When the athlete continues to hear that what is going on in their head is wrong or bad, it creates an extraordinary problem. Who they are internally, what they think and how they feel, becomes increasingly disconnected from what they project externally. This disconnect creates a widening gap about who they are and what they believe. A lot of kids can mange this gap, up to a point, but as it grows, their stress and anxiety needs an outlet, which is why we often see often destructive behavior from elite athletes; from Michael Phelps and his struggles with alcohol, to Andre Agassi and his drug addiction, to Sha’Carrie Richardson and her use of marijuana, the list goes on and on and on. These are all acts of self-soothing and expressions of the struggle that they are having accepting themselves.
What’s missing for the athlete and their relationship with their coach and parents is authenticity. Can they be an elite athlete who does amazing things with their body and mind and also be nervous, anxious and sometimes feel like quitting their sport? Are they allowed to express themselves and their ideas and worries and not be told that they need to “fix” something? Better yet, can you as a coach listen to them and resist the urge to “fix” them and their thinking. Can you just hear it and offer your support? Can you honestly reply to them “I don’t know” when they ask a question that you in-fact don’t know the answer to or do you feel the need to make up an answer based on your gut reaction? Are you helping them or are you trying to protect yourself, your ego and your career?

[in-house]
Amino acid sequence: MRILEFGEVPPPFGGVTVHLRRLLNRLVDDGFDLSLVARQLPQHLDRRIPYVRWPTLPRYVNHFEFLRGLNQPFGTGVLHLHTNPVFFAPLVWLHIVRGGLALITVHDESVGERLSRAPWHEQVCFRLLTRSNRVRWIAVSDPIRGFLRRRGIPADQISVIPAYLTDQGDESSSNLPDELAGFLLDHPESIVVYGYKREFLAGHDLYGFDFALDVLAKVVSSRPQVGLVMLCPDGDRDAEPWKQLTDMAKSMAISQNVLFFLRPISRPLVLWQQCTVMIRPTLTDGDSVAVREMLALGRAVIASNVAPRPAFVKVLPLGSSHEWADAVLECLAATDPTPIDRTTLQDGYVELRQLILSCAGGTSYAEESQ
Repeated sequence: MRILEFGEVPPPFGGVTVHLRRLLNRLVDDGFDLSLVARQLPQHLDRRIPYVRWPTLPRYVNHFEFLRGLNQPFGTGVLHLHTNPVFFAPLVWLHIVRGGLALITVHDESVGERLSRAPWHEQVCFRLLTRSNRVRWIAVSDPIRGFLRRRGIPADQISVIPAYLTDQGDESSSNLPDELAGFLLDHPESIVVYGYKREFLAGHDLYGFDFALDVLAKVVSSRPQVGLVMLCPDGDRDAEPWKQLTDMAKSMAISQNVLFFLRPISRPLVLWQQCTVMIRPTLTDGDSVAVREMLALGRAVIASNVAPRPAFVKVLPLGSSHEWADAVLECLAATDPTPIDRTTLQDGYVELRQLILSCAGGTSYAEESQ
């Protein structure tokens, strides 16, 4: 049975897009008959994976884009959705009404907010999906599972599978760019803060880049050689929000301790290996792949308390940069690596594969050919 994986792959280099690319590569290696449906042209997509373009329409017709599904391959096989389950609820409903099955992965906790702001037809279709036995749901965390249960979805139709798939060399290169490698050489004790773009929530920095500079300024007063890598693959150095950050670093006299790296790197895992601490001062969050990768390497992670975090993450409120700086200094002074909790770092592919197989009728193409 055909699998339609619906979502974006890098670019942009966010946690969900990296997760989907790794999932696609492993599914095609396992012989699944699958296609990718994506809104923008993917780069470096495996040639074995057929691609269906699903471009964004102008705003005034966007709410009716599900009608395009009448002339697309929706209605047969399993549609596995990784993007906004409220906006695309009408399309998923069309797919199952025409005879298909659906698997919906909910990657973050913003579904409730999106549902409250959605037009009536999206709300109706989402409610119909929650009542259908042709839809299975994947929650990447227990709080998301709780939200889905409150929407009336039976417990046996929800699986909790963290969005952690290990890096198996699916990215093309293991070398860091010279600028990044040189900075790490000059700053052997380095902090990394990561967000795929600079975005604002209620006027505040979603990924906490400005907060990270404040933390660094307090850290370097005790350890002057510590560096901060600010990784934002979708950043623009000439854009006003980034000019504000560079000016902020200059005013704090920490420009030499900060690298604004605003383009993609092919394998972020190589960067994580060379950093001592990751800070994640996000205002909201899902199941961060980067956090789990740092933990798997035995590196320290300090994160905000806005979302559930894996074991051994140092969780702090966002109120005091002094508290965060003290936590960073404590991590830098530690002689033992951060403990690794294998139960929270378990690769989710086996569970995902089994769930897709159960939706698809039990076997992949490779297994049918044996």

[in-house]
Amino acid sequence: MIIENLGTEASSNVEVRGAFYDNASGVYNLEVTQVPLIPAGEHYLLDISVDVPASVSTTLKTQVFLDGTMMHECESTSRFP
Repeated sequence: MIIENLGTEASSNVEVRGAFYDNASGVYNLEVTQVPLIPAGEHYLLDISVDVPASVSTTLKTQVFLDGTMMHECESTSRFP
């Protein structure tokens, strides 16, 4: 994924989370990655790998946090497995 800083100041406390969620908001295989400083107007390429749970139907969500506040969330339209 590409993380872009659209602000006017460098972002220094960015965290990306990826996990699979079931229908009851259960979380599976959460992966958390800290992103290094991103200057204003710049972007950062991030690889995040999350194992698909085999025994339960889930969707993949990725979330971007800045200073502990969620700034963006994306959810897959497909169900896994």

Inevitably the disconnect leads to performance issues. The athletes often resent the sport and the competitions. When the car is off the road and in the ditch, coaches then suggest that the athlete change their oil, by seeing a sports psychologist, which can be very effective, because someone will finally listen to them without correcting them, but, the person who should have been working with the sports psyche all along is the coach. You spend more time with them than almost anyone and because they trust you, sometimes with their lives, every word you speak has an impact. Every behavior you show has an effect. When you really think about it, are your words and actions really used to support them or are they used to validate yourself. Are you guilty of having the same disconnect between your thoughts and actions as the athletes and are you projecting that on to them? Have you sought professional help to improve how you connect and communicate with your athletes?